I was less impressed with the Zmax 2's 2-MP front shooter, which doesn't excel at capturing details. A selfie took in the most favorable lighting conditions I could find produced an OK shot, though some of my facial features lacked sharpness. My stubble looked particularly fuzzy, and you'd be hard-pressed to tell the color of my shirt. (It's dark green, for those of you playing along at home.) Because there's no front flash for the Zmax 2, selfies shot in lower light look even more muted.
Among the camera modes included on the Zmax 2 is a smile-detection feature that will snap a photo the instant you crack a smile, whether you're using the front or rear cam. It works pretty well, though it will snap for as long as you smile, so be prepared for a film roll full of photos when you enable that mode.
Software: Too Many Apps
The Zmax 2 runs Android 5.1 Lollipop, which is becoming an older version of the OS as more devices upgrade to Marshmallow but still in line with what you'll find on similarly priced phones. AT&T makes sure to put its stamp on the phone, with nine apps preinstalled; only the myAT&T and Visual Voicemail apps appear the least bit useful. Other preinstalled apps, like Uber and Amazon, seem like ones you're more likely to use.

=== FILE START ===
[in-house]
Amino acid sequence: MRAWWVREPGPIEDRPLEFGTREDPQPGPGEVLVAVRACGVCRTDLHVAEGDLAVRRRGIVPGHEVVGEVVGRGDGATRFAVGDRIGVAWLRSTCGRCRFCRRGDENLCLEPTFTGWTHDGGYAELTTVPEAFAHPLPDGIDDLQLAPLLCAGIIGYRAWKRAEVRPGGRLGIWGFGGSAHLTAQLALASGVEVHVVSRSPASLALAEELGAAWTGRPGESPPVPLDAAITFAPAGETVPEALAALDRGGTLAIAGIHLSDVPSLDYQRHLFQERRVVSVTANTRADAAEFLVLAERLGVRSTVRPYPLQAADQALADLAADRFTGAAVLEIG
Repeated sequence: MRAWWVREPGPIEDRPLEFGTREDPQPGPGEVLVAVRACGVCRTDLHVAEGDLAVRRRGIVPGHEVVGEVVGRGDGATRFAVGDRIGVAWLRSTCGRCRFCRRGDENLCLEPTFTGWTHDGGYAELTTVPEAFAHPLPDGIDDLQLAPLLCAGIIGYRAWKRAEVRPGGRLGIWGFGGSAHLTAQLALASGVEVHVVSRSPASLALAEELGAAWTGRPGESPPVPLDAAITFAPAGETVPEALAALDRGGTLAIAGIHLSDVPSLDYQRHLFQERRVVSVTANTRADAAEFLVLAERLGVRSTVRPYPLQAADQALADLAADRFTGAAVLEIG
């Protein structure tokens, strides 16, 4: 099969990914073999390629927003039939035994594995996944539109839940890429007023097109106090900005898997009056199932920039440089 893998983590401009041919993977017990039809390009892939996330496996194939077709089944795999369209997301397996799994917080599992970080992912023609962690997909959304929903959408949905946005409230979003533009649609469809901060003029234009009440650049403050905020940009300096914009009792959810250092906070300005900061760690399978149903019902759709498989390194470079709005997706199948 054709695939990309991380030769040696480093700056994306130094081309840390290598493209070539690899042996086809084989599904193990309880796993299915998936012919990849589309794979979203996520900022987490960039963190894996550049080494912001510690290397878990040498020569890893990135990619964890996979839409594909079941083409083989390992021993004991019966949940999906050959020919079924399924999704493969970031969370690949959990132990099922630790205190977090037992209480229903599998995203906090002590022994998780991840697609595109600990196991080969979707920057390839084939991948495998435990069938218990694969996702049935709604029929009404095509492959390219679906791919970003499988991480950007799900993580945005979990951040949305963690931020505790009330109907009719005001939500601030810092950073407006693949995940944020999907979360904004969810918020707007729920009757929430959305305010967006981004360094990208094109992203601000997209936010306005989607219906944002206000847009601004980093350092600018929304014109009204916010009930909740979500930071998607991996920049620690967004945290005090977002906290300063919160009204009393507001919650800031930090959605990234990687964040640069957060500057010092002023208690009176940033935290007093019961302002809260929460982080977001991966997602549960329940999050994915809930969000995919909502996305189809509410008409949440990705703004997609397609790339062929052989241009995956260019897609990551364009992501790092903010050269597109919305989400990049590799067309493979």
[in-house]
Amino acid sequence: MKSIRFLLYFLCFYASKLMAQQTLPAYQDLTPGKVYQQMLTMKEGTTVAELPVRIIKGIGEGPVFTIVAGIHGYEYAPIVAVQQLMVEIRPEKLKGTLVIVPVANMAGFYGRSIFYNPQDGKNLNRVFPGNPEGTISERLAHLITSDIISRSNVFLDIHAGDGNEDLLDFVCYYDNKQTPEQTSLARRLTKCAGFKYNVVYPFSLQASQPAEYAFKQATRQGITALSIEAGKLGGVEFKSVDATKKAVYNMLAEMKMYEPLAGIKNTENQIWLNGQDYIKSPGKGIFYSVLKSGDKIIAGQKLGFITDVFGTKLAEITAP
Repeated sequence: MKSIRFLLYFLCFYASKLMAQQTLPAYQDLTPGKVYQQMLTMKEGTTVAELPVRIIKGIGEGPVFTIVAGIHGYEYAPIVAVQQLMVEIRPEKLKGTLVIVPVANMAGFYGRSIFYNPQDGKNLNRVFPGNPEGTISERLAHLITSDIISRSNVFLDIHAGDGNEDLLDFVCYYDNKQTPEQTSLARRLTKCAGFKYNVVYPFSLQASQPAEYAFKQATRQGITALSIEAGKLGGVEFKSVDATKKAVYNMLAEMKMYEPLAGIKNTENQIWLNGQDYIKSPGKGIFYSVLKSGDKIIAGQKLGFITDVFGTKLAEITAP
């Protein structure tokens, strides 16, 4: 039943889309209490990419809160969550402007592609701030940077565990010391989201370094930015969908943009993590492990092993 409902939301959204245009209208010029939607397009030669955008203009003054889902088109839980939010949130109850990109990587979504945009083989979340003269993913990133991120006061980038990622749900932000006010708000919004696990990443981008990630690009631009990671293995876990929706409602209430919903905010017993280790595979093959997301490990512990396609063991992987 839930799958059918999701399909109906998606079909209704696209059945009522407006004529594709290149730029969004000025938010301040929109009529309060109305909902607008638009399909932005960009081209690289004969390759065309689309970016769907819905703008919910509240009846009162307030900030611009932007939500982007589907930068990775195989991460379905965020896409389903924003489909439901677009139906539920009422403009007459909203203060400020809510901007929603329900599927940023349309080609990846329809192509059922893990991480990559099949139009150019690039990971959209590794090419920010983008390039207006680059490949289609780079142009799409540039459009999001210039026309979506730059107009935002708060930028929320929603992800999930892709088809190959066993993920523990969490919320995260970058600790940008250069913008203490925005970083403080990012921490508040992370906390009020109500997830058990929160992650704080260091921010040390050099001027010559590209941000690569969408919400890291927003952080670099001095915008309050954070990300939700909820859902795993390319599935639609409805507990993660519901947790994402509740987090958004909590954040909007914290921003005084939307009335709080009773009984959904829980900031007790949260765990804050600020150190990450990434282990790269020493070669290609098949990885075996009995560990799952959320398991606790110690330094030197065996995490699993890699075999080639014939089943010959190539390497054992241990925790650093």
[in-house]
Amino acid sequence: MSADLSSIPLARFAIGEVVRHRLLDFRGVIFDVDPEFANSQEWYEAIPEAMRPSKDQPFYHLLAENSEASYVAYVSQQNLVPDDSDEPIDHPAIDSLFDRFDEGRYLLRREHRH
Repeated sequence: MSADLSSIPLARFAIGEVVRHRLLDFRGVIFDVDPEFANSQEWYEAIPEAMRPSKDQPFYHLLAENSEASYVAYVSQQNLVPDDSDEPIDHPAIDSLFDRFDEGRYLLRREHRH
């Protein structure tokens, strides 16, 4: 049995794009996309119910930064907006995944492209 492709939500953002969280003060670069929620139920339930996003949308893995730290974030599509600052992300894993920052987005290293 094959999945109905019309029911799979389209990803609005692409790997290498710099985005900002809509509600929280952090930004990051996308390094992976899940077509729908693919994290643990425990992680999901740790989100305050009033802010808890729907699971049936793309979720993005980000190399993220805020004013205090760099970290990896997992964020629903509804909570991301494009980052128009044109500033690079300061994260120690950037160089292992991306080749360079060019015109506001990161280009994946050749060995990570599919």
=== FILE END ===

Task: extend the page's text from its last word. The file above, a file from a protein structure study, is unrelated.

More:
There's one quirk with the Zmax 2 that may flummox Android users. Instead of swiping the lock screen to get to your apps, you press and hold until the phone unlocks. It takes a little bit of getting used to, but I actually preferred this press-and-hold method for unlocking my phone.
Battery: No Compromise Here
Other Zmax 2 specs may not impress, but ZTE certainly didn't skimp on the battery. A 3,000-mAh pack keeps the Zmax 2 running through the day. And if you need more power, just pop off the back cover and swap in a new battery.
You shouldn't need to, though. On the Tom's Guide Battery Test, which involves web surfing over AT&T's 4G LTE network, the Zmax 2 lasted 9 hours and 25 minutes. That runtime is an hour longer than that of the average smartphone and better than the Moto E (8:32). The more expensive Honor 5X turned in a comparable 9:22.